Copy editors have many things to worry about (think commas). And making sure that language is used with precision is one of those things.
In a recent a television programme, the presenter said that a particular place was experiencing the wettest winter “in living memory”.
Since such declarations about the weather happen often, and because there is, these days, always a hidden sub-text about how the observed phenomenon proves or disproves climate change theory, I started to ponder: what does “living memory” mean exactly?
The online Collins Dictionary says:
“If you say that something is, for example, the best, worst, or first thing of its kind in living memory, you are emphasizing that it is the only thing of that kind that people can remember.”
But which people? To a ten-year-old child, memory only goes back seven or eight years to when he or she is two or three. And for someone who has reached the age of 90, memory goes back many decades.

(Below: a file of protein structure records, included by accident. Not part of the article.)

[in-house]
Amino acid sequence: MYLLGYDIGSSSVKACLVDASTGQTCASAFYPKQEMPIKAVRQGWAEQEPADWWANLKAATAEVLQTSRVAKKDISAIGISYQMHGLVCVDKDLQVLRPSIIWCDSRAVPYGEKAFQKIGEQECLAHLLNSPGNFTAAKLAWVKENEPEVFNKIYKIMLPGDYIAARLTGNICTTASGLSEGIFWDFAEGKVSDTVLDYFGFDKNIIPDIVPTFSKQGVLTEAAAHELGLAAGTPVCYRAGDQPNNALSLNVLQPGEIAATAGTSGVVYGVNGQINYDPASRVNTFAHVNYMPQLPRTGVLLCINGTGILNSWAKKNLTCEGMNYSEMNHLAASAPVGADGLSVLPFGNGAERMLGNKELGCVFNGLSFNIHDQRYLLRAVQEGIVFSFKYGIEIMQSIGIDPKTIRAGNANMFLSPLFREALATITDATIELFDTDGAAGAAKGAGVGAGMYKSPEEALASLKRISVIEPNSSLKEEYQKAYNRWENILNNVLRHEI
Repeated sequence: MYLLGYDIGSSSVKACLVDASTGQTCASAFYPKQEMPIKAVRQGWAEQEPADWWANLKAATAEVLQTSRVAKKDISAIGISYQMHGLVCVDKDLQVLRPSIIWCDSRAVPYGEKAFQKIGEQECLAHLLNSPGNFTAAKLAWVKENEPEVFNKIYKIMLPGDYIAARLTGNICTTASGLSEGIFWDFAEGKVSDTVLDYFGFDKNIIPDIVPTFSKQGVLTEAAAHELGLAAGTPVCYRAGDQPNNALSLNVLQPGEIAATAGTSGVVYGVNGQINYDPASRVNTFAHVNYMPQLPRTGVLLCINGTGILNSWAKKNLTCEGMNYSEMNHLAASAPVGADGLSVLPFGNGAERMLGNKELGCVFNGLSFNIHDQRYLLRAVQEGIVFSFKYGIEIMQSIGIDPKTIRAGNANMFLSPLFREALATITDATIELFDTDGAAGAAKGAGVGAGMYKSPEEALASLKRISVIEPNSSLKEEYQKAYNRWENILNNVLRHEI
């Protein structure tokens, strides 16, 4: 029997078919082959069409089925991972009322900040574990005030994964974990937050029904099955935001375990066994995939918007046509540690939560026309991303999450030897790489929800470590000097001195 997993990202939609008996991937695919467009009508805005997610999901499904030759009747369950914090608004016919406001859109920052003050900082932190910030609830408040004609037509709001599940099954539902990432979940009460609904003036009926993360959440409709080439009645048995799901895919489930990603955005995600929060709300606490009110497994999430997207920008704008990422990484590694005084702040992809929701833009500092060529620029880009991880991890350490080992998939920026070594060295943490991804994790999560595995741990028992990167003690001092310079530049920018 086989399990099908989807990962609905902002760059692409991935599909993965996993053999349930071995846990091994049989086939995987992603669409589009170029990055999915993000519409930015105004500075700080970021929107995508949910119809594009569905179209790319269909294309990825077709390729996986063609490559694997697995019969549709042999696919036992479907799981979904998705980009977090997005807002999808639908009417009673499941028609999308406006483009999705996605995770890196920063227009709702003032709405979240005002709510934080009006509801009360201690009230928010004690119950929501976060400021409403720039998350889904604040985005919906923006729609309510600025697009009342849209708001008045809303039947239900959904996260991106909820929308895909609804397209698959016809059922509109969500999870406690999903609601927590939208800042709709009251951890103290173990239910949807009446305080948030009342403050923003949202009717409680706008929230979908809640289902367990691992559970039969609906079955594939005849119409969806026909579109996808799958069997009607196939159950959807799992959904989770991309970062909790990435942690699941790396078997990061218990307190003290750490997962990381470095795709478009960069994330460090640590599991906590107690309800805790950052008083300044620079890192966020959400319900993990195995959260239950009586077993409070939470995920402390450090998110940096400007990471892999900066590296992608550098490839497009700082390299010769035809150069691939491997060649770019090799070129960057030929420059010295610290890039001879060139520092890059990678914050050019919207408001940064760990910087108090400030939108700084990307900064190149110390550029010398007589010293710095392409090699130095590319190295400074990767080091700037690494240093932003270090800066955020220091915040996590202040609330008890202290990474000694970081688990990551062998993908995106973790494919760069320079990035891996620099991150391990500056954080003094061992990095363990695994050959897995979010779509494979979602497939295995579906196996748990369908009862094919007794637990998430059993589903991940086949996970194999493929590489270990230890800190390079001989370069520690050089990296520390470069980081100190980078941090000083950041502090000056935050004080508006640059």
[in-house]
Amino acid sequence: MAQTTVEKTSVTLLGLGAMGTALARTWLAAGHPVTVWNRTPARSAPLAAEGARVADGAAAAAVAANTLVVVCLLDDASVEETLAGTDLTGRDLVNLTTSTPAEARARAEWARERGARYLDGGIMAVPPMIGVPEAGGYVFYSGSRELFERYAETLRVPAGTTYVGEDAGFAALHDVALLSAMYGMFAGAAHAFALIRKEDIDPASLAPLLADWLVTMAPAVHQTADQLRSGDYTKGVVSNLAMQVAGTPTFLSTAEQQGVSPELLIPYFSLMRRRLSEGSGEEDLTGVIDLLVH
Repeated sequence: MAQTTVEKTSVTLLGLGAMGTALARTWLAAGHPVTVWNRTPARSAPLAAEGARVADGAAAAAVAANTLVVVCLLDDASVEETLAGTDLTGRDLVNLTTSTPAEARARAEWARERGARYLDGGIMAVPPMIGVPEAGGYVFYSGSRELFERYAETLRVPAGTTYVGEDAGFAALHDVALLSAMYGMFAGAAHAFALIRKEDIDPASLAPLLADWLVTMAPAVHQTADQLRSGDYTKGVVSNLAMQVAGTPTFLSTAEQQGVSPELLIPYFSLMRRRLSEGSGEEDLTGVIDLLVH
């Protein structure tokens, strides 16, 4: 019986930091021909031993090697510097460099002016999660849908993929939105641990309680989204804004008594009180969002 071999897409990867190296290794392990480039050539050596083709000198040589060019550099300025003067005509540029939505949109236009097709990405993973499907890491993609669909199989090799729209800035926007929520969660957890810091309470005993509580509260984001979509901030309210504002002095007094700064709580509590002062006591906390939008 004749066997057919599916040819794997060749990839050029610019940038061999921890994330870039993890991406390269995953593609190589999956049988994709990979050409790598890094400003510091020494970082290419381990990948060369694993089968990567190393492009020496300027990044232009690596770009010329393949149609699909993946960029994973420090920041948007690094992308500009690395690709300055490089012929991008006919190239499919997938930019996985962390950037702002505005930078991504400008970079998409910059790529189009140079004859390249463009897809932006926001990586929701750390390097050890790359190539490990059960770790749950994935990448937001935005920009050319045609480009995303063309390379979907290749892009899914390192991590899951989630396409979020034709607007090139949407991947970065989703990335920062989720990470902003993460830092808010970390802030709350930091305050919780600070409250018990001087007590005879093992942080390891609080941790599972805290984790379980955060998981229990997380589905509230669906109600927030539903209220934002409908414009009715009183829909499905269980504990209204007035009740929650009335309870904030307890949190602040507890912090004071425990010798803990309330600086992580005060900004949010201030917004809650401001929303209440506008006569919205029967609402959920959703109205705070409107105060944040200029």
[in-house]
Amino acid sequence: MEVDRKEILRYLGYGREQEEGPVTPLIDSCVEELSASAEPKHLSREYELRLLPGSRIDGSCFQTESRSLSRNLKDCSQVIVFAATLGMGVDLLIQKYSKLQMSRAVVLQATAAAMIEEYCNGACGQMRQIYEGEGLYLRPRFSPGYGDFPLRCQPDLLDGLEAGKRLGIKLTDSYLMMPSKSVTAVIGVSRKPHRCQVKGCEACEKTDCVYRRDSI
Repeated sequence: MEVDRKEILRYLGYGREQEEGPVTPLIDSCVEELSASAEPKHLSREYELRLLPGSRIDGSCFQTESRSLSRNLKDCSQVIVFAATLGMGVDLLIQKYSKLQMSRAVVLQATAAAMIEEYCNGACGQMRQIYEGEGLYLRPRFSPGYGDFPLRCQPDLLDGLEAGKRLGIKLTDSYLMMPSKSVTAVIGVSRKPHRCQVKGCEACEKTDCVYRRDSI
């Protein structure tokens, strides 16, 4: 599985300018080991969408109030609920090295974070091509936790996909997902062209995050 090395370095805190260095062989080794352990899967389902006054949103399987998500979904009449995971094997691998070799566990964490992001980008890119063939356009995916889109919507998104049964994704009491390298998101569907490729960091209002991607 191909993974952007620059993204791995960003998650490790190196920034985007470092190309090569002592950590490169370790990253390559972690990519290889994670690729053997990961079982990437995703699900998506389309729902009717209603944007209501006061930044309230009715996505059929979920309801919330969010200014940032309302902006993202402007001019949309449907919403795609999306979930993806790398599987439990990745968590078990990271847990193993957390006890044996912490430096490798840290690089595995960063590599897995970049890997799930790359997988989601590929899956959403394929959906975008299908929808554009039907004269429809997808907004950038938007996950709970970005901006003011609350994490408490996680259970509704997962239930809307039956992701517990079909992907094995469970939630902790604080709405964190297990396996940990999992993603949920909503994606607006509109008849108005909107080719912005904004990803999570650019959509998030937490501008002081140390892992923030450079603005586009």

The phrase is only useful if we take it that it refers to the 90-year-old. That gives real oomph to whatever it is you are writing about: “The flood was the worst in living memory.” So, the worst flood in nearly a century? That was a bad one. And this would be the underlying assumption if you use the phrase idiomatically in your writing.
And if you see it in a scientific context? In this Africa Check article, a scientific expert says the drought in South Africa is the worst in living memory. In this case, what does he mean? Figures in the article suggest he means scientifically:
Since 1904, rainfall in all nine provinces has averaged 608 mm per year, while in 2015 South Africa received only an average of 403 mm (66% of the annual average). Previously, the lowest rainfall received in a year was in 1945 when South Africa received 437 mm (72%).
So we know that there was a bad drought in 1945, and one again in 2015. Is that living memory? It takes us back 70 years – and that sounds a lot like a long memory. So, it is correctly used here as a scientific expression.
In both cases, what’s needed is the kind of reading that looks at the written word and says: “Wait – what does that mean? Is it right? Should I change it? If so, what would be better?”
And that is the world of the copy editor and proofreader: dense with detail, fraught with finickiness, complicated by comma rage. I’ve been doing it for years, and wouldn’t change it for the world.